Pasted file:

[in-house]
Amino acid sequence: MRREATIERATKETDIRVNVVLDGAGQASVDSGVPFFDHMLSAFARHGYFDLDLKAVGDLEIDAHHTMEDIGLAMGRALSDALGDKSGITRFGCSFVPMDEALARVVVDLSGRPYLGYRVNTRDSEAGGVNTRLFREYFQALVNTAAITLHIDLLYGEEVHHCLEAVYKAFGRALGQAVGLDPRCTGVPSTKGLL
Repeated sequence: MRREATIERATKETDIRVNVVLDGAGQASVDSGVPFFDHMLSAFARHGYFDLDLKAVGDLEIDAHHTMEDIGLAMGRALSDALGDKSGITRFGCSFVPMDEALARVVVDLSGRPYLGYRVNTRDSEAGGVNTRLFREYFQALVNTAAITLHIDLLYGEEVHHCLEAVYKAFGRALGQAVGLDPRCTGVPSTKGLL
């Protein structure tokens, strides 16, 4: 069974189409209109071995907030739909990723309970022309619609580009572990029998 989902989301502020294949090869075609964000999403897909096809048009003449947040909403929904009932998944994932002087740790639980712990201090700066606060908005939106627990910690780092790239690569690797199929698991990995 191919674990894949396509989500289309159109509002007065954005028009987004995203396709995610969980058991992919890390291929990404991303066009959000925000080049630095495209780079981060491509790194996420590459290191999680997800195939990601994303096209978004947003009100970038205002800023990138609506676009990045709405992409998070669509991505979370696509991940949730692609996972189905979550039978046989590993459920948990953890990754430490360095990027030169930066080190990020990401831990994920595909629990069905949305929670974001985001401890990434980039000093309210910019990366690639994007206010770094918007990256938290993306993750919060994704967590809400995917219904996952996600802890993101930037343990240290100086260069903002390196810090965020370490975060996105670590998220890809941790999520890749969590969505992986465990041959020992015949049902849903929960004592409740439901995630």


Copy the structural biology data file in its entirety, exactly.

[in-house]
Amino acid sequence: MRREATIERATKETDIRVNVVLDGAGQASVDSGVPFFDHMLSAFARHGYFDLDLKAVGDLEIDAHHTMEDIGLAMGRALSDALGDKSGITRFGCSFVPMDEALARVVVDLSGRPYLGYRVNTRDSEAGGVNTRLFREYFQALVNTAAITLHIDLLYGEEVHHCLEAVYKAFGRALGQAVGLDPRCTGVPSTKGLL
Repeated sequence: MRREATIERATKETDIRVNVVLDGAGQASVDSGVPFFDHMLSAFARHGYFDLDLKAVGDLEIDAHHTMEDIGLAMGRALSDALGDKSGITRFGCSFVPMDEALARVVVDLSGRPYLGYRVNTRDSEAGGVNTRLFREYFQALVNTAAITLHIDLLYGEEVHHCLEAVYKAFGRALGQAVGLDPRCTGVPSTKGLL
């Protein structure tokens, strides 16, 4: 069974189409209109071995907030739909990723309970022309619609580009572990029998 989902989301502020294949090869075609964000999403897909096809048009003449947040909403929904009932998944994932002087740790639980712990201090700066606060908005939106627990910690780092790239690569690797199929698991990995 191919674990894949396509989500289309159109509002007065954005028009987004995203396709995610969980058991992919890390291929990404991303066009959000925000080049630095495209780079981060491509790194996420590459290191999680997800195939990601994303096209978004947003009100970038205002800023990138609506676009990045709405992409998070669509991505979370696509991940949730692609996972189905979550039978046989590993459920948990953890990754430490360095990027030169930066080190990020990401831990994920595909629990069905949305929670974001985001401890990434980039000093309210910019990366690639994007206010770094918007990256938290993306993750919060994704967590809400995917219904996952996600802890993101930037343990240290100086260069903002390196810090965020370490975060996105670590998220890809941790999520890749969590969505992986465990041959020992015949049902849903929960004592409740439901995630």